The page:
When I lived in Arizona a desert turtle made it into the yard and freaked me out because it was HUGE! I never did figure out how the heck it made it into the yard over the fence.

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  23. wow... I'd love to have such cute visitors in my garden.... what a wonderful surprise that must have been...

    cielo

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  24. Holy moly, Monica! I am not sure whether to be envious or glad I don't have visitors like yours! It sure is a pleasure to get to hear what he's been doing in your garden, but the chickens are destructive enough in my garden! LOL.

    Love the photos from the garden walk.

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  25. So much here, Monica, it was more like a novel than a blog post! So glad all worked out well for Ms. Turtle. Golf ball sized eggs, yikes, poor dear. The garden tour gardens were amazing, evergreens just don't grow like that in the south. But I agree, the glass artist's garden was exquisite, and that piece of hers with the heuchera was sublime.
    Frances

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  26. Loved the garden tour, but I am so envious of your seeing that snapper. I would love to see one lay her eggs.....
    Michelle From Rambling Woods

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  27. Wow! I saw a snapper at the shoreline of the river bordering my yard just the other day-she was staring at me as though she'd like me to leave so she can come ashore. They have been laying eggs in my yard for years, but I didn't realize that the season is NOW. I'm glad you didn't get any closer too, they have really long necks. I tried to help one off the highway once by grabbing the shell way back by the hind legs, and it almost got a chunk out of my hand! BTW, there was a lot of cool art on that garden walk!

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  28. Nein, ist das eine schöne Schildkröte. Ich mag diese Tiere sehr. Sie sind so gemütlich. Würde mich sehr über so einen Besucher freuen. Aber da kann ich wohl lange warten ;-). Einen tollen Garten hast Du besucht. Wunderschön! Und sooo viel zu sehen.
    Viele Grüße, vor allem von Nicki, zu Dir über den großen Teich, liebe Monica. Birgit

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  29. I love your cat! I had one called Jaffa and he would eat all my ornamental grasses. They are all doing well now he's gone to kitty heaven...but I'd rather have him :)

    What an exciting surprise, Monica, to find a snapping turtle in your garden...I'm envious...I'd love to see him. I'd do nothing all day!

    These gardens you visited were sooo amazing...full of glass objects and sculptures...such fun.

    We have no lawn front or back...two ponds instead, much easier by far than cutting grass :)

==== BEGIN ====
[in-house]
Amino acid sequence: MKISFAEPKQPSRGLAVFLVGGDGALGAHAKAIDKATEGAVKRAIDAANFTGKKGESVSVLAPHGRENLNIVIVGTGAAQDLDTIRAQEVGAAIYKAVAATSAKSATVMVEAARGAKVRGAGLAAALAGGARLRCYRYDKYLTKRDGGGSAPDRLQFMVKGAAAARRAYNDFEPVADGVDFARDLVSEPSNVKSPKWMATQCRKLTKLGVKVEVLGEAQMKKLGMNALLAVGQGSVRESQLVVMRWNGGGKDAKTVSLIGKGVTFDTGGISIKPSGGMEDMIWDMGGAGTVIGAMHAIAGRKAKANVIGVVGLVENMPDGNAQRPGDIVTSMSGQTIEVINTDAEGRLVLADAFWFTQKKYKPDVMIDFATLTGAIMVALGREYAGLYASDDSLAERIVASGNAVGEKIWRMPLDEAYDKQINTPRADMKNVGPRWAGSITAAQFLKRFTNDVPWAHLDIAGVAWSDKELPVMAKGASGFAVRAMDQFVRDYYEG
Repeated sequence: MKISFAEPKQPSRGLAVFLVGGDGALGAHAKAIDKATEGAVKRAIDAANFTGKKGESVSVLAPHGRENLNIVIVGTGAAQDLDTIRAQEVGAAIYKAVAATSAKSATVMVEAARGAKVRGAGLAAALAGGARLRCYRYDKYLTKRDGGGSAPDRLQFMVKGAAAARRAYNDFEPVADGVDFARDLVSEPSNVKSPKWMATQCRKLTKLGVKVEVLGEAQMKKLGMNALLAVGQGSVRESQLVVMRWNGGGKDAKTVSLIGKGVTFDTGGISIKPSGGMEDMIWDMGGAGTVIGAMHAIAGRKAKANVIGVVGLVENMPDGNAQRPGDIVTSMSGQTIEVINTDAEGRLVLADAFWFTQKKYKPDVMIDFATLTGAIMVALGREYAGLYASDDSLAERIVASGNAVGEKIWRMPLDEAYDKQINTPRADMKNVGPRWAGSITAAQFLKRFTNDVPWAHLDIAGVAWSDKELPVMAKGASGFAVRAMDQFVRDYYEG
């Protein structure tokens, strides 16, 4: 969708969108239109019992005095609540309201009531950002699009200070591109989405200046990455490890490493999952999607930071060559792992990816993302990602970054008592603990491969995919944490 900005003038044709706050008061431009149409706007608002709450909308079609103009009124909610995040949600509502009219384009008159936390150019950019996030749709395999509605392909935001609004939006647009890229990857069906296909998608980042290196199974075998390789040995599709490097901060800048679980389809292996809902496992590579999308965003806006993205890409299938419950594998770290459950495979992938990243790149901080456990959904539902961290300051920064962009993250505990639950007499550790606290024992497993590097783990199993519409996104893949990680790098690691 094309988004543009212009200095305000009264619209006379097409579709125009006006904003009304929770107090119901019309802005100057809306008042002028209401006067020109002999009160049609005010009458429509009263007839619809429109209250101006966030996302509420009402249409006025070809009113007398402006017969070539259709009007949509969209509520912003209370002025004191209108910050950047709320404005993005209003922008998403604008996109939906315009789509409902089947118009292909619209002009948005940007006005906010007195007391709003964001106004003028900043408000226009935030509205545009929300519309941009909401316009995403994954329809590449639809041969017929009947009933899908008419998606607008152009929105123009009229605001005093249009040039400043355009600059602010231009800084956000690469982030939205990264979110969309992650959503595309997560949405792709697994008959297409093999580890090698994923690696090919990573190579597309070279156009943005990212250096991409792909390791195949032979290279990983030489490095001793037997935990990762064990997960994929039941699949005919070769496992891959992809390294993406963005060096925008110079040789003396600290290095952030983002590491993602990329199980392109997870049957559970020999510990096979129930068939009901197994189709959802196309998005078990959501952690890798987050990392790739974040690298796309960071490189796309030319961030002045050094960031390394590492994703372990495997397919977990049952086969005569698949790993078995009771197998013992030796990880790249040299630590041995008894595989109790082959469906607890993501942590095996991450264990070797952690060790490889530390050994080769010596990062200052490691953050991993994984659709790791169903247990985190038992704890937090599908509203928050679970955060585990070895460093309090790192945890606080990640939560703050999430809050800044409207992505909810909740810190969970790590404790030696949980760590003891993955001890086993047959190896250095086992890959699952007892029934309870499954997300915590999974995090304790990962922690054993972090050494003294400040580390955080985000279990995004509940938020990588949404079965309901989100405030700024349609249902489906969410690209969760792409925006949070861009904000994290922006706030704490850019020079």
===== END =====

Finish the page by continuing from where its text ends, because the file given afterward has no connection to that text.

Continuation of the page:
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  30. Wow ~ a terrific post, Monica! I'm one of those wimpy people that freaks out at garden snakes and love turtles (although she is huge and would be a shocking sight in my garden)! Love garden tours ... thanks for letting us walk beside you (I have yet to be on one this year).

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  31. My dog eats my little bluestem, too! I don't really want her eating *any* grass but I'd rather she eat the ones I didn't pay money for.

    Mrs. Turtle is awesome. Let us know where she sets up shop. You'll be a grandma!

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  32. Thanks for sharing the critter and garden photos with us!

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  33. Well...looks like I missed your post LAST Monday...but today is better than never, right? I don't know what to comment on; it's ALL interesting! That turtle is WOW...amazing! Keep us posted re: eggs! Garden tour: beyond words! Everything jumps out at me! Gorgeous. Love the rock wall in the one garden. Wow, again!!! Hey, you're not the only one in a robe out in your yard. Count me in that category too (although I suppose I'm 'over' the middle aged part)--unless I live until 104!!!!!!

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  34. EEeeck...that turtle is just a tad freaky looking, not sure what my response would have been to seeing her in my garden. I'm used to elk not turtles!

    What amazing gardens, I really love all the beautiful glass and sculpture that was gracing the artist's garden! Kim

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  35. Pretty neat story about the snapping turtle, I'd love to hear if she found a spot to lay her eggs. I'm also intrigued by the fence with segments of roofs/rooves over it. What would be the purpose of that?

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  36. Hi what an amazing and beautiful flower species, they have different colors, I would like to take some of these to my home, by the way that's a very cute turtle too.